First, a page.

4. If the first choice of solvent is not a good recrystallization solvent, try others. If a single solvent that works cannot be found, try a two solvent system.
    1. If you cannot find a suitable single solvent system, then a solvent pair may be necessary. When identifying a solvent pair, there are several key considerations 1) The first solvent should readily dissolve the solid. 2) The second solvent must be miscible with the 1st solvent, but have a much lower solubility for the solute.
    2. As a general rule "likes dissolve likes" meaning that polar compounds tend to be soluble in polar solvents and non-polar compounds are often more soluble non-polar compounds.
    3. Common solvent pairs (Table 1)
  5. Make sure the solvent has a boiling point of at least 40 °C, so there is a reasonable temperature difference between boiling solvent and room-temperature solvent.
  6. Ensure that the solvent has a boiling point below about 120 °C, so it's easier to remove the last traces of solvent from the crystals.
  7. Also make sure the boiling point of the solvent is lower than the melting point of the compound, so the compound forms as solid crystals rather than as an insoluble oil.
  8. Confirm that the impurities are either insoluble in the hot solvent (so they can be hot-filtered out, once the compound is dissolved) or soluble in the cold solvent (so they stay dissolved during the entire process).

2. Dissolving the Sample in Hot Solvent

  1. Place the compound to be recrystallized in an Erlenmeyer flask. This is a better choice than a beaker, since the sloping sides help trap solvent vapors and slow the rate of evaporation.
  2. Place the solvent (water) in a separate Erlenmeyer flask, and add boiling chips or a stir bar to keep it boiling smoothly. Heat it to boiling on a hotplate.
  3. Add hot solvent to a flask at room temperature containing the compound in small portions, swirling after each addition, until the compound is completely dissolved.
    1. During the dissolution process, keep the solution hot at all times by resting it on the hotplate, too. Do not add more hot solvent than necessary - just enough to dissolve the sample.
  4. If a portion of the solid does not seem to dissolve, even after more hot solvent has been added, it is likely due to the presence of very insoluble impurities. If this happens, stop adding solvent and do a hot filtration before proceeding.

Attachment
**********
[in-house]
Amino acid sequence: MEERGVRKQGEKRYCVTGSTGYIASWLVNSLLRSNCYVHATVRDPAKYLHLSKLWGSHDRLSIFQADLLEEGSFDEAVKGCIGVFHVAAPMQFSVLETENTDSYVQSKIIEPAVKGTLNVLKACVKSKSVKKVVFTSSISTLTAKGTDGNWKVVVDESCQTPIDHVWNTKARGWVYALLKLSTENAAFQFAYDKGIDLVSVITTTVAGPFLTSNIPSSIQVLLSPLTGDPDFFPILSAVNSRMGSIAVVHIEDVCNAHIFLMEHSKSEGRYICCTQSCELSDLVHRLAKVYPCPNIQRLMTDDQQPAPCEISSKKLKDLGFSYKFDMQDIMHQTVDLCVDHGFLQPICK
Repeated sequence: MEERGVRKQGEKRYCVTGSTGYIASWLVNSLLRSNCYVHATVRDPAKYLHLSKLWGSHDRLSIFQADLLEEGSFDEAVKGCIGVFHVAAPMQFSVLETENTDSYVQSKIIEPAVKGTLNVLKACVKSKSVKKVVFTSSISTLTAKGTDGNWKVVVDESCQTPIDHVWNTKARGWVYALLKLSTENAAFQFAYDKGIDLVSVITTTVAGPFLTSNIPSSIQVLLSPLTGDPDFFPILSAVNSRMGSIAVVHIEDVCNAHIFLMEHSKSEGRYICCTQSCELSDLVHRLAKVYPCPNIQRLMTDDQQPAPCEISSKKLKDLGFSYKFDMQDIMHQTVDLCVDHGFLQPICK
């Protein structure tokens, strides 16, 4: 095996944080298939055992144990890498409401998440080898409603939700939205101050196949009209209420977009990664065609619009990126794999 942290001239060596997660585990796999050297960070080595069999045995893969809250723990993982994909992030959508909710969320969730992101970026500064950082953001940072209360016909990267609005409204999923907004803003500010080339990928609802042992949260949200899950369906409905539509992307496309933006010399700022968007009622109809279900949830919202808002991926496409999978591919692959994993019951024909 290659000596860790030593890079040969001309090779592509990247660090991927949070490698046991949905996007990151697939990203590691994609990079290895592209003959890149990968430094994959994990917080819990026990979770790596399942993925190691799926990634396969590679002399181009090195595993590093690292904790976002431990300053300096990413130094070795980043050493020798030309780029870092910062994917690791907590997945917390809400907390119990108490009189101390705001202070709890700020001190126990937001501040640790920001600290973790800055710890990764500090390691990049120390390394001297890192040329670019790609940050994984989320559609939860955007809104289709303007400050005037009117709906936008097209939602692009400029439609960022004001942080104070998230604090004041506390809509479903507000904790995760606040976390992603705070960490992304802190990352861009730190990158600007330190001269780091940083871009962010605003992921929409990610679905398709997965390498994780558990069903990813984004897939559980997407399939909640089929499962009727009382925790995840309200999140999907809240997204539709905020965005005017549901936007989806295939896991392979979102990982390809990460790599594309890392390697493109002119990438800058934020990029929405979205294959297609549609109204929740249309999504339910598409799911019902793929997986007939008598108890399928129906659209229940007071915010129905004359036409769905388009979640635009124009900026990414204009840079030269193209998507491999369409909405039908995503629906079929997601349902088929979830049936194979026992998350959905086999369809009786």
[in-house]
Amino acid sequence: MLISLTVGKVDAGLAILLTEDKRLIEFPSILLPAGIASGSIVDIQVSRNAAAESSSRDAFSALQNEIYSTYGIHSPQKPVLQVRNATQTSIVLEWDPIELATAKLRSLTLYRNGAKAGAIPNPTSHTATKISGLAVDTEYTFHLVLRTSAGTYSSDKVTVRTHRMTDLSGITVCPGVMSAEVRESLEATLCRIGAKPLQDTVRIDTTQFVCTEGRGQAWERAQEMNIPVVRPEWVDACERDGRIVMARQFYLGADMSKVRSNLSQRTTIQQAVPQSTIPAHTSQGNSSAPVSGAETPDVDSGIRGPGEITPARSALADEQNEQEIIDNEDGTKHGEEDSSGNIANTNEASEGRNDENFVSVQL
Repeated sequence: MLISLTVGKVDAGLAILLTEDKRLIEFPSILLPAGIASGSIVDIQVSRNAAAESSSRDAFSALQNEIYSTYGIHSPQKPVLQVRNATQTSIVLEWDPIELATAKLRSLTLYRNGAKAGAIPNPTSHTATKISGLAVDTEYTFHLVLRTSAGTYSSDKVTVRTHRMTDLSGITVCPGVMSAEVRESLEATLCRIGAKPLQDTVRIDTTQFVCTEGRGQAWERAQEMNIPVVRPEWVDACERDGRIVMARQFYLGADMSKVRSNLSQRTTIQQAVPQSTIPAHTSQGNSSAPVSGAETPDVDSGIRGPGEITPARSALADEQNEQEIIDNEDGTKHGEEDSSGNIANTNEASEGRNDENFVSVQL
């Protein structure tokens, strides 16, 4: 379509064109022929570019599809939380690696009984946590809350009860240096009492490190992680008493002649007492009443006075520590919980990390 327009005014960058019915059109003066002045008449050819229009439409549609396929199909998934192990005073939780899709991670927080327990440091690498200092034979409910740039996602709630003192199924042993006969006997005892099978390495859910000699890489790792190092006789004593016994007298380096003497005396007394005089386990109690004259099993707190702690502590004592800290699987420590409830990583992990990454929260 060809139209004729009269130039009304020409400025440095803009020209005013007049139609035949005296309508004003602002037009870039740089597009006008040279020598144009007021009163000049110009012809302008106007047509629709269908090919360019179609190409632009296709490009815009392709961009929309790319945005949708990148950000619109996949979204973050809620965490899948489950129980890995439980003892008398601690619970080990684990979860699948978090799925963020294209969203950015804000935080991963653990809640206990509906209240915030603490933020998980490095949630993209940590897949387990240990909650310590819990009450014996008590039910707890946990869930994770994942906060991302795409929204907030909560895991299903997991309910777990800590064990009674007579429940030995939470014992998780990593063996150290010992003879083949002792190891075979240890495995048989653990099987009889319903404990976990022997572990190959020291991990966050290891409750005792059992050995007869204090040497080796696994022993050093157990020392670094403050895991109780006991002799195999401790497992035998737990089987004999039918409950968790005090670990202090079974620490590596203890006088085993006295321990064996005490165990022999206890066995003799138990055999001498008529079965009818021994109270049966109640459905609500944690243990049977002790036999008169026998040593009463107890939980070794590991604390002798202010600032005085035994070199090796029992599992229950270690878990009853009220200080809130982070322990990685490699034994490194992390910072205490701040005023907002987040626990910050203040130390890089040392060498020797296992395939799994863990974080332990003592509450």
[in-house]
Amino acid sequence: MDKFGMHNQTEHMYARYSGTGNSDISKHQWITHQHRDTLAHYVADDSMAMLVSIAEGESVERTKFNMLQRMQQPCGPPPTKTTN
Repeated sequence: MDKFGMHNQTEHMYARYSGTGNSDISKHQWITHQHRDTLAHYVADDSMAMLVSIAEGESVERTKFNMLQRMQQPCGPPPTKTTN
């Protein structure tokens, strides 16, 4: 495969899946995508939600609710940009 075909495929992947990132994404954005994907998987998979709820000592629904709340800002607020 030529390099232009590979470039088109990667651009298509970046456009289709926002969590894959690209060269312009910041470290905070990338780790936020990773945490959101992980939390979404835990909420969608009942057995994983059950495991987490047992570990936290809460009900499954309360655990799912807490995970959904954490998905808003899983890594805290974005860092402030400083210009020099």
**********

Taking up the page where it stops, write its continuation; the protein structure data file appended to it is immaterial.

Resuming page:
1. To perform a hot filtration, fold a piece of filter paper into a fluted cone shape and place it into a glass stemless funnel.
    2. Add a 10-20% excess of hot solvent to the hot solution to allow for evaporation in the procedure.
    3. Pour the solution through the paper. If crystals begin to form at any time during the process, add a small portion of warm solvent to dissolve them.

3. Cooling the Solution

  1. Set the flask containing the dissolved compound on a surface that does not conduct the heat away too quickly, such as a paper towel set on a benchtop.
  2. Lightly cover the flask as it cools to prevent evaporation and to prevent dust from falling into the solution.
  3. Leave the flask undisturbed until it cools to room temperature.
  4. Once the crystals have formed, place the solution in an ice bath to ensure that the maximum amount of crystals is obtained. The solutions should be left undisturbed in the ice bath for 30 min to 1 h, or till the compound appears to have completely crystalized out of solution.
  5. If no crystal formation is evident, it can be induced by scratching the inside walls of the flask with a glass rod or by adding a small seed crystal of the same compound.
    1. If this still fails to work, then too much solvent was probably used. Reheat the solution, allow some of the solvent to boil off, then cool it.